Finally had the great pleasure to taste the well-publicized Ukrainian food in Hikone cooked by Ukrainian evacuees. Iryna Yavorska (52) and her mother Galyna Ivanova (81) evacuated Ukraine and moved to Hikone in March 2022, the month after Russia invaded Ukraine. Hikone is where Iryna’s daughter Kateryna (32) lives with her Japanese husband.
A little over a year after moving to Hikone, Iryna and her family opened “The Faina” (ザ・ファイナ) Ukrainian restaurant on May 27, 2023 on Yume-Kyobashi Road (夢京橋キャッスルロード) near Hikone Castle and Yonbancho Square tourist shopping mall. “Faina” means “nice” or “fine” in Ukrainian.
All the food we had for lunch was absolutely delicious. Much more than meets the eye. If you’ve never had Ukrainian cuisine, you’re in for a real treat.
Both Iryna and daughter Kateryna graciously served us with a smile. Menus were in Japanese, and they spoke some basic Japanese. Not sure if they also understand English, but I don’t think there would be any language problem in the restaurant.
They first started off with a food truck in May 2022, and I always wanted to try their food truck, but always missed them while in Shiga. Glad to finally get a taste of their food.
Their story from Kharkiv to Hikone…
Iryna and her mother Galyna lived in Kharkiv, Ukraine’s second largest city in the northeast near the Russian border. In the month after Russia’s military invasion on Feb. 24, 2022, a missile hit a building next to their apartment building. That’s when they decided to evacuate. The Kharkiv Oblast (province) was already falling under Russian military control at the time. However, Ukraine recaptured most of Kharkiv Oblast by September 2022.
Since Iryna’s daughter Kateryna and her Japanese husband Kikuchi Takashi (菊地 崇) were living in Hikone, Iryna and her mother Galyna moved to peaceful Hikone in late March 2022. (By May 2023, 8.2 million people left Ukraine. As of July 19, 2023, 2,116 Ukrainian evacuees have settled in Japan, and 17 Ukrainian evacuees have settled in Shiga Prefecture.)
However, Iryna’s husband Roman (age 54) could not join them because Ukraine does not allow men up to age 60 to leave the country due to martial law and possible mobilization for the war. He is still in Kharkiv and lives with the stress of missile sirens and power outages which can affect his Internet connection for daily video chats with his worried family in Hikone.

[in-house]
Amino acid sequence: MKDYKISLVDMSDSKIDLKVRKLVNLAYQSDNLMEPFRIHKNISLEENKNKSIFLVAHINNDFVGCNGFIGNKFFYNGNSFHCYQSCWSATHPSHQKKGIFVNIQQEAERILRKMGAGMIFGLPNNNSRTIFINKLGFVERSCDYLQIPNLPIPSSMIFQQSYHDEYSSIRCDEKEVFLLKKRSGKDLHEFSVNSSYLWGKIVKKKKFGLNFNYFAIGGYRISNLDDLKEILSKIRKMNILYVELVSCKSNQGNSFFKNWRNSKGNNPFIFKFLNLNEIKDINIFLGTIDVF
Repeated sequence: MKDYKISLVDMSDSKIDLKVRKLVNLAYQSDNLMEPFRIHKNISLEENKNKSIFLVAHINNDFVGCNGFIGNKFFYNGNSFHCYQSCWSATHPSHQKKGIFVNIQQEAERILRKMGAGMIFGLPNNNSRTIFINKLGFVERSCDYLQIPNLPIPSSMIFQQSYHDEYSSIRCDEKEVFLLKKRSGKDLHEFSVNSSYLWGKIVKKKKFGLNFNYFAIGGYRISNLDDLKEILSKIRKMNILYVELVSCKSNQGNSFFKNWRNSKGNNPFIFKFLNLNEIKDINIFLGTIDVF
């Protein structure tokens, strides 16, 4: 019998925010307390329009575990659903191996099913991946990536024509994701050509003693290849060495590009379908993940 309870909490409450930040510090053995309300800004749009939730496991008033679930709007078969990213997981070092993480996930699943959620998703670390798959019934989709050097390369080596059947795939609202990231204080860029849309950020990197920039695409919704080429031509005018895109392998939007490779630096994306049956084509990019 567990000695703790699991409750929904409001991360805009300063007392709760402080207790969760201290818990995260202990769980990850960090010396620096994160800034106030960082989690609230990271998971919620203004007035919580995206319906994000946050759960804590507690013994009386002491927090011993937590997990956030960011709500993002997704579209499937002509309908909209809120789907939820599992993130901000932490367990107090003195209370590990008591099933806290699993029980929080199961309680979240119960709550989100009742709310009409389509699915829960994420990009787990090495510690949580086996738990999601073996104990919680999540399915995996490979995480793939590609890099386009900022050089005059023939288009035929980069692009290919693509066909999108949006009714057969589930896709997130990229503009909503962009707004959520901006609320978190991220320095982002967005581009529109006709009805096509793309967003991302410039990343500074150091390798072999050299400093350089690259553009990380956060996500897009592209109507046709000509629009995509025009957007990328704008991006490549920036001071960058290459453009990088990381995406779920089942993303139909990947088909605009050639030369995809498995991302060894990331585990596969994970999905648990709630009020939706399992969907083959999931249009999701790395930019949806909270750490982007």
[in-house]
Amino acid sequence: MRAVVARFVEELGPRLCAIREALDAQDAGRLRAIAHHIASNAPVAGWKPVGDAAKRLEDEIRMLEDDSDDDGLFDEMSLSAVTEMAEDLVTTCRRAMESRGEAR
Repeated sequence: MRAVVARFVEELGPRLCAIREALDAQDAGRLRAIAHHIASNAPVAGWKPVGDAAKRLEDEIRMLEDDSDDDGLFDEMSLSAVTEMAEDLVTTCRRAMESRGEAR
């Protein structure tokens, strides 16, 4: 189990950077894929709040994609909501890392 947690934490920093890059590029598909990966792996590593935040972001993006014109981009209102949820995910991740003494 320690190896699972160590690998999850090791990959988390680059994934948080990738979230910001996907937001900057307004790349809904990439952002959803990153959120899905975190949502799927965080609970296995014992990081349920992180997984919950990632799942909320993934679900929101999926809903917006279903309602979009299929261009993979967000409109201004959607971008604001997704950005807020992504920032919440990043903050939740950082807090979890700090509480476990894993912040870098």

Roman worked as a chef and has been teaching Iryna (Faina’s head chef) his recipes to cook all the Ukrainian dishes. No doubt he is an excellent chef. He wants to someday join his family in Hikone and work at the restaurant.
Having a daughter and Japanese son-in-law in Hikone greatly helps Iryna and her mother rebuild their lives in a totally different country. Ukrainian evacuees in Shiga have also received significant support from the prefectural government.
In Hikone, Iryna soon thought of food to make a living in Japan and connect with Japanese society. On May 2, 2022 at Hikone City Hall, they announced that they would start serving Ukrainian food from a food truck (called “kitchen car” in Japanese). They first rented a food truck and operated near Hikone Castle Resort & Spa near Hikone Castle on weekends and national holidays. They also took their food truck to Hikone City Hall on Fridays when food trucks were allowed to operate there. Iryna’s visa status permits her to work in Japan, and Kateryna has been certified as a food sanitation supervisor which is required to operate a food service.
In July 2022, crowdfunding raised ¥3.6 million for them to buy their own food truck. They operated their food truck at events in Shiga, Kansai Region, and even in Tokyo’s Marunouchi business district in Aug. 2022. Their efforts attracted much media attention in Japan.
It wasn’t all smooth sailing though. While driving long distance on the expressway in Oct. 2022, their food truck’s front tire blew out and the truck fell on its side. Fortunately no one got hurt, but the food truck was damaged and they stopped going long distances for six months.
They got a new food truck in Nov. 2022 and restarted. Their damaged food truck was repaired in Dec. 2022, so now they have two food trucks.
This past winter, their food truck business was really slow because there were fewer events and fewer people outdoors. The pandemic was also still in effect.
Iryna has also been struggling with the language barrier during her first year in Japan. She has been studying Japanese, but the language is currently her greatest barrier. It will certainly take more than a year to master Japanese, but since she has the support of her daughter and Japanese son-in-law, I’m sure she will get by somehow.
Japan is one of those countries where a foreign evacuee or refugee would find it very difficult to live and work without local family support or language ability.
Their nice new restaurant…
In January 2023, they started making plans for their Ukrainian restaurant in Hikone. With crowdfunding support, they found a nice space which they renovated to open their new The Faina restaurant near Hikone Castle on May 27, 2023. A new phase of their lives in Japan has begun.